UPDATE (15.11.18): the European Parliament voted in favour of the Directive on Transparent and Predictable Working Conditions. Find more information here. The European Federation of Journalists (EFJ) has today called on Members of the European Parliament to support the draft Directive on Transparent and Predictable Working Conditions to protect the rights of precarious workers across Europe. On 15th November 2018, the Transparent and Predictable Working Conditions Directive will be voted in the European Parliament.  The vote will determine whether the draft Directive can proceed to the next stage of the legislative process giving the European Parliament the mandate to negotiate on the position agreed…

New EU directive could improve freelance journalists’ working conditions

On 18 October, the Employment Committee of the European Parliament (EMPL) has voted on a draft Directive on Transparent and predictable working conditions. The draft legislation aims to improve the rights and working conditions of workers in non-standard forms of employment including certain freelance workers. It comes as a response to recent resolutions in which Parliament has called on the Commission to review the precedent directive of 1991, lacking of protection for new forms of employment, so that all workers could enjoy a common core set of rights. The European Federation of Journalists (EFJ) welcomes the adoption of this draft…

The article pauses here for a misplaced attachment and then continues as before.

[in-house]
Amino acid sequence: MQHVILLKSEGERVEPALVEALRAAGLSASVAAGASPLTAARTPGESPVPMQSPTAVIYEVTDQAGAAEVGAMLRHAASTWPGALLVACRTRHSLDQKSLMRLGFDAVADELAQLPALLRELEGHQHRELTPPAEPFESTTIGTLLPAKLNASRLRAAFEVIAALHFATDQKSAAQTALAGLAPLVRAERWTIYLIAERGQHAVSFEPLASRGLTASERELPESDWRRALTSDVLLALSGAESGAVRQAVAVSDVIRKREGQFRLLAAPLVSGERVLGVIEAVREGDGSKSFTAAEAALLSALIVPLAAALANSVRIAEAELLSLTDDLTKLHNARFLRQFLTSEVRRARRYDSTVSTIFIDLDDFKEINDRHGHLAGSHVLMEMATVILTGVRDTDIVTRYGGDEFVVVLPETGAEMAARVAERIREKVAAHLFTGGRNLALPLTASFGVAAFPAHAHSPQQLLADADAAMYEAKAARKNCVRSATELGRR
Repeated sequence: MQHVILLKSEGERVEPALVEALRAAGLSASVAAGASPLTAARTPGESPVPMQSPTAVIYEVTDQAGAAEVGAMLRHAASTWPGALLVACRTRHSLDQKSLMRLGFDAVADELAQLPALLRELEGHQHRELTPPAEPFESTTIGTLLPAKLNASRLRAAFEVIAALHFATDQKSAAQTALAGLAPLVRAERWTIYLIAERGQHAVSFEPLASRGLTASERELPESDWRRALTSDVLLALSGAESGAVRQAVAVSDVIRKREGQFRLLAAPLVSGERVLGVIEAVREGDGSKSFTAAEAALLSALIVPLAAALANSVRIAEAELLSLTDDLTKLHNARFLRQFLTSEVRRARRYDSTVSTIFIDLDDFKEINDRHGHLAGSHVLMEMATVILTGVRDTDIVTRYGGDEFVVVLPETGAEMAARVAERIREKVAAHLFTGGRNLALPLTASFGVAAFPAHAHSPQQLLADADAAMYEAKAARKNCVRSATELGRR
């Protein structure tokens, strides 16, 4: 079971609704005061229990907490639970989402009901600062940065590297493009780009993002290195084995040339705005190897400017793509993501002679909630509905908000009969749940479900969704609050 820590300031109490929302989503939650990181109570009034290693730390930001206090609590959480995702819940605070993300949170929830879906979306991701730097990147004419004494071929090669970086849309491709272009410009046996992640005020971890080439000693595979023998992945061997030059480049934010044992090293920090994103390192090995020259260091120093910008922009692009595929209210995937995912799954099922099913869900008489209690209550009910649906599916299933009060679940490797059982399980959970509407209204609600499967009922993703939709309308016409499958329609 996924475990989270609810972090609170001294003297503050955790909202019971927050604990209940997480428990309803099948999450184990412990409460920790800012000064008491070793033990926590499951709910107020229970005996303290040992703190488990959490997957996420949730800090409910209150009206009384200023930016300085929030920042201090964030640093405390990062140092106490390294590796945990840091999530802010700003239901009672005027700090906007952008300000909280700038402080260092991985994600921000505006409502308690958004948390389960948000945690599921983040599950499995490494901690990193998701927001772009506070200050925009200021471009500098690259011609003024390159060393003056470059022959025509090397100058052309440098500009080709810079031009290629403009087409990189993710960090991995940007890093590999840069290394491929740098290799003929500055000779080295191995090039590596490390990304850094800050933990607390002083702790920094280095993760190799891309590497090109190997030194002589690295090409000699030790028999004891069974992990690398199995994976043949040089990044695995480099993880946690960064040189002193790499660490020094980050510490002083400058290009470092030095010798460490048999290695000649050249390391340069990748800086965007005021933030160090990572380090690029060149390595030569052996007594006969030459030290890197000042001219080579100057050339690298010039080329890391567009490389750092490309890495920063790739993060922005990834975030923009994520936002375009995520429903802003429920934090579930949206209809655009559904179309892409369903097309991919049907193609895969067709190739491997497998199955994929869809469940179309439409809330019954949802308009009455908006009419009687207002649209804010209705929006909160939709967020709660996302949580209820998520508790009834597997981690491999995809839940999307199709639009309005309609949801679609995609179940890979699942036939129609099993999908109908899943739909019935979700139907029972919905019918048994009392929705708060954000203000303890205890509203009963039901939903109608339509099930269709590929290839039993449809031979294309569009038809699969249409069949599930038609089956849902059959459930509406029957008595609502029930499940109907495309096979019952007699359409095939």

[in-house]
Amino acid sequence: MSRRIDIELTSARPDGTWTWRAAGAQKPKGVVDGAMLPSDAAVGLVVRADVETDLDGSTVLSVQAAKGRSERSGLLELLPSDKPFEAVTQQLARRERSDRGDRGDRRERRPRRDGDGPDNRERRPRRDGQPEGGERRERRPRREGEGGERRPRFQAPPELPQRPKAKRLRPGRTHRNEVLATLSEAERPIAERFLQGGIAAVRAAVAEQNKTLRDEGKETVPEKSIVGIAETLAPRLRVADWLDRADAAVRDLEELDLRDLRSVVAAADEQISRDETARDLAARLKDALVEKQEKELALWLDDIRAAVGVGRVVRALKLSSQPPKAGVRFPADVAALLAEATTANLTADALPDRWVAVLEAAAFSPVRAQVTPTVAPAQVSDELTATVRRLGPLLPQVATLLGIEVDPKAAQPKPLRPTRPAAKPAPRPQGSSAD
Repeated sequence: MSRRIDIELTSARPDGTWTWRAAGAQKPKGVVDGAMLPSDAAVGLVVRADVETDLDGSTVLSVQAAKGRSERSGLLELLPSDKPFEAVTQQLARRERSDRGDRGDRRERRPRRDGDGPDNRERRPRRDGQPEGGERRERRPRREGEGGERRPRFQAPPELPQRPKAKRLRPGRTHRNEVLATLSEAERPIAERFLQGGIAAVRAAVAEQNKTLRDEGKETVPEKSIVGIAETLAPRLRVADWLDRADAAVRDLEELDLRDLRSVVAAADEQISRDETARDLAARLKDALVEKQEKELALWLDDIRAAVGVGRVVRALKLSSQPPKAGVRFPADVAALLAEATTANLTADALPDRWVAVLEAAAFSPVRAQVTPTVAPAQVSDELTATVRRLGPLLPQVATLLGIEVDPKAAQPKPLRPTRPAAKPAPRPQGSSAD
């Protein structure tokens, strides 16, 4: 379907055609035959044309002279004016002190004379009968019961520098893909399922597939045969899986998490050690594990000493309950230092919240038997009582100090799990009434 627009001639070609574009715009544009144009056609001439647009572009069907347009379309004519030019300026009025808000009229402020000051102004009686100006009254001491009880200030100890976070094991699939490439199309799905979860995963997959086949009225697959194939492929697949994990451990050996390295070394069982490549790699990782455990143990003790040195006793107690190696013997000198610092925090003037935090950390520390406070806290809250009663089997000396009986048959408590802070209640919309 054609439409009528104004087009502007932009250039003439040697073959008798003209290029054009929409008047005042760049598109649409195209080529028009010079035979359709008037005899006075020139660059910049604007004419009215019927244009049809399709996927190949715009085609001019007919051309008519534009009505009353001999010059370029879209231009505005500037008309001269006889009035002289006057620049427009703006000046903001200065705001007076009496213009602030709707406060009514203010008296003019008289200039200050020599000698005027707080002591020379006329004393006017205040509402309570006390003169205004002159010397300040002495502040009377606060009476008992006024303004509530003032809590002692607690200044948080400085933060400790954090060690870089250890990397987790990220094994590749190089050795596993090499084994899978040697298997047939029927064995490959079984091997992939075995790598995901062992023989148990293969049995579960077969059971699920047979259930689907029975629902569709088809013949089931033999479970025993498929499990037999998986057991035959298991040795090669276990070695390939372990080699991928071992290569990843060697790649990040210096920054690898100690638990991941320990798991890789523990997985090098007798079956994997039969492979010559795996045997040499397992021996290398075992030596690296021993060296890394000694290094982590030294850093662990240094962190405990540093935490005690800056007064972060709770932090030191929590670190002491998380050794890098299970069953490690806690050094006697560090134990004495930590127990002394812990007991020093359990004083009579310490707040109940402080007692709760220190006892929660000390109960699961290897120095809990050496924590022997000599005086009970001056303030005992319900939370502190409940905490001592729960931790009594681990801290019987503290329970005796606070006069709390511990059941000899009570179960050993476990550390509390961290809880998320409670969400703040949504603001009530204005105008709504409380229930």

New report shows that law often denies rights to self-employed workers

This article was originally published on the ETUC website: Despite a steady increase in the number of self-employed workers – who now represent 1 in 10 of all workers – the self-employed are denied the rights enjoyed by employees reveals a new report by the European Trade Union Confederation (ETUC). ‘Trade unions protecting self-employed workers’ published today by the ETUC shows that self-employed workers are not allowed by law from joining trade unions in some European countries, cannot negotiate standard rates and working conditions through collective bargaining in many EU member states – supposedly due to due EU competition law, do…